Personally I think that female physical violence is the tip of the iceberg as women tend to use emotional weapons like relational aggression to destroy people much more frequently and more deftly than they use physiucal violence. I doubt that there will ever be effective legislation over the subtle forms of violence that women use so effectively - women must abandon these forms of violence voluntarily based on the realization that violence within families, any kind of violence, is bad for everyone.
Posted by Rob513264, Thursday, 16 November 2006 11:26:02 AM
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Rob, well said. Any thoughts on the use of an extra ribbon as a means to draw some attention (even if small) to the DV that official outlets don't want to touch?

Leigh, thanks for the feedback. I expect that I will have to deal with it on some level. I expect that my walk from the train station to my office will involve people either trying to sell or give me a white ribbon (not sure which way that is being approached). Yes I can say "no thanks" and brush past but that isn't portraying how I feel about DV.

It's quite likely that the office will have some kind of recognition of the day happening.

I've got female friends who have been on the end of violence and seen and read enough not to willingly dismiss the harm done to women by DV.

I've been on the recieving end of DV in the past and felt the powerlessness that comes with having nobody else taking female initiated DV seriously. I've talked to enough other men who've been in the same boat to know how harmfull the current denail of female initiated violence is. I'm a single dad who may in the future have to deal with court systems and relationship centers (or whatever name they go under) obsessed with male initiated DV. I've seen the way the issue is played by the mothers groups to oppose shared parenting.

It's not an issue that I feel I can ignore. I don't know if I will manage to change anything but do hope that enough of us keep saying that "no DV is OK" the tide may eventually turn.

Someone in a place of power may eventually ask themselves why their campaigns have to specify "violence against women" rather than speaking against all violence regardless of the gender of the victim(even if they do think that men constitute a very small proportion of the victims).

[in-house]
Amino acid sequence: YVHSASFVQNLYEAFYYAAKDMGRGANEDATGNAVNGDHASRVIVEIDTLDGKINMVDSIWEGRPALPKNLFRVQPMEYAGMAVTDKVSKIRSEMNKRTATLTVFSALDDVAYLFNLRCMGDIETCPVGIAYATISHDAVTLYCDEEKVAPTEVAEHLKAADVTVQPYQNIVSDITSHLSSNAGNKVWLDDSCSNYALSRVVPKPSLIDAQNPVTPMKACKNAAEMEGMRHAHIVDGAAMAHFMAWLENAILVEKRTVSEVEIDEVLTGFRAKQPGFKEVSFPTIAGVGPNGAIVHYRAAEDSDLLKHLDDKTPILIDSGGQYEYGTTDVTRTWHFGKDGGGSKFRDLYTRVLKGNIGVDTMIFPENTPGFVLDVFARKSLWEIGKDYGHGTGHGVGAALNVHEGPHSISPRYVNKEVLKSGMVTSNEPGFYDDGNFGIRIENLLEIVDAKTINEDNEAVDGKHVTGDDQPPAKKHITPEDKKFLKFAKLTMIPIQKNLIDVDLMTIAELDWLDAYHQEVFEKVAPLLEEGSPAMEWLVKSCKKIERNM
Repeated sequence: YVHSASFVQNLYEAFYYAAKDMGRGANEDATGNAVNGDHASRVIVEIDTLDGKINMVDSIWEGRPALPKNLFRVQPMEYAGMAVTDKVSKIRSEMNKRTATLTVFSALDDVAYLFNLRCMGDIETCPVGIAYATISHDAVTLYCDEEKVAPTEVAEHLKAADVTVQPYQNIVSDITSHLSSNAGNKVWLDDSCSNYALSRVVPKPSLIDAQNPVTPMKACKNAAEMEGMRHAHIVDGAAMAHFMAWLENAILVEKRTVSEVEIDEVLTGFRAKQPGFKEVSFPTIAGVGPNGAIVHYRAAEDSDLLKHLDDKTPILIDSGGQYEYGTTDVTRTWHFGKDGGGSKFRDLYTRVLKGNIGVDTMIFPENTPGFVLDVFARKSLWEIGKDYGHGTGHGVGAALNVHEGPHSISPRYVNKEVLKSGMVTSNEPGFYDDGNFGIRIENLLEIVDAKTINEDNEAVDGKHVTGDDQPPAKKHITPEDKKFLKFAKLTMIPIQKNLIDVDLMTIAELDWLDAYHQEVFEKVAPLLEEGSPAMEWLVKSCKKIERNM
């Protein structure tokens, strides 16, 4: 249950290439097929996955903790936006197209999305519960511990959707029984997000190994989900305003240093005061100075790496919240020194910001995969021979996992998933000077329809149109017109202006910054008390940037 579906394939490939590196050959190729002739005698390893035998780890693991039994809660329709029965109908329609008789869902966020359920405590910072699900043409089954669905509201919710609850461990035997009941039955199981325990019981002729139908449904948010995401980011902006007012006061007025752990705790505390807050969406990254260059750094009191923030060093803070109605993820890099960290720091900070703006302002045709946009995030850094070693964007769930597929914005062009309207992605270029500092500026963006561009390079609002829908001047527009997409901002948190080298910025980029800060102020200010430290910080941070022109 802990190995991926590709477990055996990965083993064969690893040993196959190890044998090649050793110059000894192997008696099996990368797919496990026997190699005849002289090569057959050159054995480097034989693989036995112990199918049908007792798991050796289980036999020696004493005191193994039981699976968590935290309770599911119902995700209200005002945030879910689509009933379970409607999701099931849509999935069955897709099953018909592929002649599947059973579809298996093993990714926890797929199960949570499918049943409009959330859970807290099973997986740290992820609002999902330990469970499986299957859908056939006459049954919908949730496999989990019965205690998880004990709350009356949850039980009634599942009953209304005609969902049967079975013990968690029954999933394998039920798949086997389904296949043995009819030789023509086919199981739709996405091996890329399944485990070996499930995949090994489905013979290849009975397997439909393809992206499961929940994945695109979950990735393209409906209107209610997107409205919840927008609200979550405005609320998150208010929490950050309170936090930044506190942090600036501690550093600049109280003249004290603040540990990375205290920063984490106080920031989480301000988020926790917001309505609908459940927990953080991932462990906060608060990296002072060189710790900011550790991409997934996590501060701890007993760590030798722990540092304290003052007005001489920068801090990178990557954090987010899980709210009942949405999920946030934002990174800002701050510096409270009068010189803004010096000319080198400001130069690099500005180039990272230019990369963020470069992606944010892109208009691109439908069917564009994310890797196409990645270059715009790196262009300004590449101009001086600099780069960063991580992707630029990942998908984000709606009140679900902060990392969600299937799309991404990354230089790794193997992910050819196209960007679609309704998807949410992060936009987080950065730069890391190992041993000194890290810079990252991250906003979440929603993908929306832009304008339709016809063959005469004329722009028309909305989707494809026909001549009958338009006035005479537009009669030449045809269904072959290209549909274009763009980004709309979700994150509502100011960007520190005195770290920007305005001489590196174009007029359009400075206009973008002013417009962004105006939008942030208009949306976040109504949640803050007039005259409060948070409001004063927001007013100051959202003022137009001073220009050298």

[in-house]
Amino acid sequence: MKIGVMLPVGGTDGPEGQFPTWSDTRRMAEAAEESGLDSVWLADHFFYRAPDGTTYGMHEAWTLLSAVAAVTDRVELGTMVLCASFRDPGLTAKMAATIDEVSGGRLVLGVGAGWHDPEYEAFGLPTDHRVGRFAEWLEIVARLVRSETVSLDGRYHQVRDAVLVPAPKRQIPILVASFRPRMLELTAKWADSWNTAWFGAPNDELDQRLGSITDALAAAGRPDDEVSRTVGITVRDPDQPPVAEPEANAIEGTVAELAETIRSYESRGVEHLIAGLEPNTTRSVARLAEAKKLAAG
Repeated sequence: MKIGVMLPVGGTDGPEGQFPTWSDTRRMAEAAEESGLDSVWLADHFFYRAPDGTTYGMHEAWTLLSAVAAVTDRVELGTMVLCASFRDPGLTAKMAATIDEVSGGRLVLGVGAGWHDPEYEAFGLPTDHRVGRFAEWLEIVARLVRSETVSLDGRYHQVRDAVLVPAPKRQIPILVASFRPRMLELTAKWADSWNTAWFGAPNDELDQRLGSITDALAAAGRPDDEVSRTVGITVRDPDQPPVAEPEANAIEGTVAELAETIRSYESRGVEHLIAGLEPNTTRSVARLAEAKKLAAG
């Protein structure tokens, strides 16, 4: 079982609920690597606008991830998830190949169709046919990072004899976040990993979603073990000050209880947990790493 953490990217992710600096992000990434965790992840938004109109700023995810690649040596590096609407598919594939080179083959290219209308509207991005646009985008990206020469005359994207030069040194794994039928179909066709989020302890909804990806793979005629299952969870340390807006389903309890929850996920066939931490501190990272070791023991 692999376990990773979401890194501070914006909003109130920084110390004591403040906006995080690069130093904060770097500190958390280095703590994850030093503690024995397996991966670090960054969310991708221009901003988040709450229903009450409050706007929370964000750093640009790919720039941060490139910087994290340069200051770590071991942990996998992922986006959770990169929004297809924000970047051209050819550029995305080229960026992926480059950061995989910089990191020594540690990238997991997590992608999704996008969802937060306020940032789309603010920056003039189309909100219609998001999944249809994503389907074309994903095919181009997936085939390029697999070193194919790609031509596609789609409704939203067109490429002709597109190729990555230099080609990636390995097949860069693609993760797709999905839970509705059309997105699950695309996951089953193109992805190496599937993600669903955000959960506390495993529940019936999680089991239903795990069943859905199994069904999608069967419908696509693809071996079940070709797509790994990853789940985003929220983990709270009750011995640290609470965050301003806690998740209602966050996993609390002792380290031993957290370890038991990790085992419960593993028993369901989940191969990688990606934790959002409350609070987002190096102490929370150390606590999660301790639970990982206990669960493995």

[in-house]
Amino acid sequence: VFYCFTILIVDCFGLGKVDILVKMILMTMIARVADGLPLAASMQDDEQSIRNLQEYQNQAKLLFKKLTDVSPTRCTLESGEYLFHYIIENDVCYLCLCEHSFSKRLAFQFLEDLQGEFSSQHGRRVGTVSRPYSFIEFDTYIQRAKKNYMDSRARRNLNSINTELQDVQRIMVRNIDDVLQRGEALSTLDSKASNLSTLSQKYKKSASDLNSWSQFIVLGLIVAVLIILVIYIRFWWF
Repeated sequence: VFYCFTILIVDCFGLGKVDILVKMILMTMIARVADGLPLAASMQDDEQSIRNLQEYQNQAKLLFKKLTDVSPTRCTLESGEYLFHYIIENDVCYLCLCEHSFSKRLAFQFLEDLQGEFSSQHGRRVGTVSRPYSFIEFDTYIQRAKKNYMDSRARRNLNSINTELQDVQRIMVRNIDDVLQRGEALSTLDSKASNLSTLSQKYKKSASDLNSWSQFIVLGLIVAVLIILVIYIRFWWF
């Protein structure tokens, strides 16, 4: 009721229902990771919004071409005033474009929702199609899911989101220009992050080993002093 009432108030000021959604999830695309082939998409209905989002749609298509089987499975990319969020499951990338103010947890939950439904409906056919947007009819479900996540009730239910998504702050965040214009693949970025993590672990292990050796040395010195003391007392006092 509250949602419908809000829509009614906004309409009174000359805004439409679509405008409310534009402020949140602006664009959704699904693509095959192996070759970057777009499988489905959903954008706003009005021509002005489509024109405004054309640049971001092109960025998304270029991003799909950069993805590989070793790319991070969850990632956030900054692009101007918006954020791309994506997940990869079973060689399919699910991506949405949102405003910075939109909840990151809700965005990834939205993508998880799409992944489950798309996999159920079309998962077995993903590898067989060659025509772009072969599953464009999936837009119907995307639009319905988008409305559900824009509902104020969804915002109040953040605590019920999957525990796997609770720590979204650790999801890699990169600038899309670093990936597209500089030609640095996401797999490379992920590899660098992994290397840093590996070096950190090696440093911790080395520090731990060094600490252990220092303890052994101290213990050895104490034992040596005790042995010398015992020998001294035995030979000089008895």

R0bert
Posted by R0bert, Thursday, 16 November 2006 11:53:30 AM
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Robert, agree with the need to universalise the message to all inclide all violence, be it domestic or otherwise. Wear that ribbon mate and do your best to help when you can, its all we can and should do. Just know that there are many men and women who support your views. The more often we say no to violence the more it (non-violence) becomes part of our social norms. One voice is as important as many.

"Non violence means people in action. People have to understand that with non-violence goes a hell of a lot of organization."
Posted by Rainier, Thursday, 16 November 2006 9:14:09 PM
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RObert

I feel that white ribbon day is a necessary campaign, and I totally agree with you that it is disgusting that only men are associated with DV.
It should be a day to condone domestic violence regardless of which sex is being the aggressor.
It's important to draw attention to this- the campaign should not just focus women as victims.
The ribbon should be a unisex ribbon; anyone should be able to wear it; we need a ribbon against ALL DV.

In fact, I have just decided to wear the ribbon in support of male victims- people might ask me why I, as a woman, am wearing this ribbon and I will tell them that I don't condone DV by women.

Women can be just as violent as men. They are even more likely to throw things, bite, punch, pull hair, kick and squeeze, and use weapons to attack with.
Yet, only men are seen as aggressors.

The message which the campaign posters are presenting is clear: women are not aggressive or violent, merely scared and sad. Itís the men that behave violently, usually against women and children, and sometimes against other men.

Rob is right; this attitude is reflected in movies.
And we all know the (funny) cartoons in where a usually big, fat woman attacks her usually smallish, wimpy husband with a fry pan. Imagine if the roles in those comics were reversed and it was the man bashing up the wife with a weapon for the sake of a good laugh! People would protest rather than laugh about these comics.

In the past, men were publicly ridiculed when they dared complaining about the violent wife! It was shame on patriarchy, a sign of weakness on the male part.
Would that be the reason why men hardly ever report DV? Do they still feel that others would see them as weak wimps that should be laughed at?
Men must be encouraged to report DV.

Because DV against men still seems to be taboo, all the more reason for including this problem in the campaign against DV
Posted by Celivia, Friday, 17 November 2006 12:25:59 PM